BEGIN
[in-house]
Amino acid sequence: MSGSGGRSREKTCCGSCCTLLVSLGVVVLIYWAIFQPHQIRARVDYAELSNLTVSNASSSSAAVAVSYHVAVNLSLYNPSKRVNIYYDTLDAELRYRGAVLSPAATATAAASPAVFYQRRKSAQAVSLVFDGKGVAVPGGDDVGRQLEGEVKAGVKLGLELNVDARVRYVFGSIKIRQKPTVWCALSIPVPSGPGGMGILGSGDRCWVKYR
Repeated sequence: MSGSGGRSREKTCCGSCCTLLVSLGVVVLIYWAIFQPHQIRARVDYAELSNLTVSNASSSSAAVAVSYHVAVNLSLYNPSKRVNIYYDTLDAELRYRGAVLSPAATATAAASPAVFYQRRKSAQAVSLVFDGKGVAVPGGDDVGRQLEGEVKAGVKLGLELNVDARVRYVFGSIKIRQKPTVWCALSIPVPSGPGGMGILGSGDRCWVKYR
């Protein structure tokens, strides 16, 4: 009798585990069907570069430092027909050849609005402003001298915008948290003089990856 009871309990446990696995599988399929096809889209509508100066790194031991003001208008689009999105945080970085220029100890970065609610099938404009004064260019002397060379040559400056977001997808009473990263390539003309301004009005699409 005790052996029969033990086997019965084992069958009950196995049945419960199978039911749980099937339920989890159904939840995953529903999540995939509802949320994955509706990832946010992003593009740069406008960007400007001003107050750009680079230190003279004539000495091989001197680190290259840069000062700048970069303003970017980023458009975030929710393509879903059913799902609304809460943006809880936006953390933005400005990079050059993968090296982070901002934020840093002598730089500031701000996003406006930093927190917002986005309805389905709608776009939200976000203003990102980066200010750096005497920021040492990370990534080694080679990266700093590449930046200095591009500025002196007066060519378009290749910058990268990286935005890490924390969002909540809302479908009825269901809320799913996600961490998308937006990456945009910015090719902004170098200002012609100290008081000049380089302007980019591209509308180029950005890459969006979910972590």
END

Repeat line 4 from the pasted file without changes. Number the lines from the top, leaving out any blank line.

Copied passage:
């Protein structure tokens, strides 16, 4: 009798585990069907570069430092027909050849609005402003001298915008948290003089990856 009871309990446990696995599988399929096809889209509508100066790194031991003001208008689009999105945080970085220029100890970065609610099938404009004064260019002397060379040559400056977001997808009473990263390539003309301004009005699409 005790052996029969033990086997019965084992069958009950196995049945419960199978039911749980099937339920989890159904939840995953529903999540995939509802949320994955509706990832946010992003593009740069406008960007400007001003107050750009680079230190003279004539000495091989001197680190290259840069000062700048970069303003970017980023458009975030929710393509879903059913799902609304809460943006809880936006953390933005400005990079050059993968090296982070901002934020840093002598730089500031701000996003406006930093927190917002986005309805389905709608776009939200976000203003990102980066200010750096005497920021040492990370990534080694080679990266700093590449930046200095591009500025002196007066060519378009290749910058990268990286935005890490924390969002909540809302479908009825269901809320799913996600961490998308937006990456945009910015090719902004170098200002012609100290008081000049380089302007980019591209509308180029950005890459969006979910972590």